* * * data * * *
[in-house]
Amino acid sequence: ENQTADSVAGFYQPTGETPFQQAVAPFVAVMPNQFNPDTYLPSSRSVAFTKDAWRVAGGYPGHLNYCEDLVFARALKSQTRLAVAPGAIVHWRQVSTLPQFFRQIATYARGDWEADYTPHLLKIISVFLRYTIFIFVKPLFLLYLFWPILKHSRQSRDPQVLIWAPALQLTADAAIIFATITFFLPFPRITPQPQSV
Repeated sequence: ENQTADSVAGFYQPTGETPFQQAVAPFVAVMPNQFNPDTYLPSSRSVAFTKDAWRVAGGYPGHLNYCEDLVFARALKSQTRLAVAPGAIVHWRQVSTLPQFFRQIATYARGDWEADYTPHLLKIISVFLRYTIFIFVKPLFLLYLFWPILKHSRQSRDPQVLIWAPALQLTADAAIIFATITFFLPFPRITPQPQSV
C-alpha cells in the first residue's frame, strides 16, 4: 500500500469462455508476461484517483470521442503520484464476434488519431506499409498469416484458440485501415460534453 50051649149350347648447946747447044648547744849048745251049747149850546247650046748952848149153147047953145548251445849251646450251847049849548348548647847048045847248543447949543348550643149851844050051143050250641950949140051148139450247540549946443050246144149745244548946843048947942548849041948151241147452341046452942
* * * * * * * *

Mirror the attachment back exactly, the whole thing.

[in-house]
Amino acid sequence: ENQTADSVAGFYQPTGETPFQQAVAPFVAVMPNQFNPDTYLPSSRSVAFTKDAWRVAGGYPGHLNYCEDLVFARALKSQTRLAVAPGAIVHWRQVSTLPQFFRQIATYARGDWEADYTPHLLKIISVFLRYTIFIFVKPLFLLYLFWPILKHSRQSRDPQVLIWAPALQLTADAAIIFATITFFLPFPRITPQPQSV
Repeated sequence: ENQTADSVAGFYQPTGETPFQQAVAPFVAVMPNQFNPDTYLPSSRSVAFTKDAWRVAGGYPGHLNYCEDLVFARALKSQTRLAVAPGAIVHWRQVSTLPQFFRQIATYARGDWEADYTPHLLKIISVFLRYTIFIFVKPLFLLYLFWPILKHSRQSRDPQVLIWAPALQLTADAAIIFATITFFLPFPRITPQPQSV
C-alpha cells in the first residue's frame, strides 16, 4: 500500500469462455508476461484517483470521442503520484464476434488519431506499409498469416484458440485501415460534453 50051649149350347648447946747447044648547744849048745251049747149850546247650046748952848149153147047953145548251445849251646450251847049849548348548647847048045847248543447949543348550643149851844050051143050250641950949140051148139450247540549946443050246144149745244548946843048947942548849041948151241147452341046452942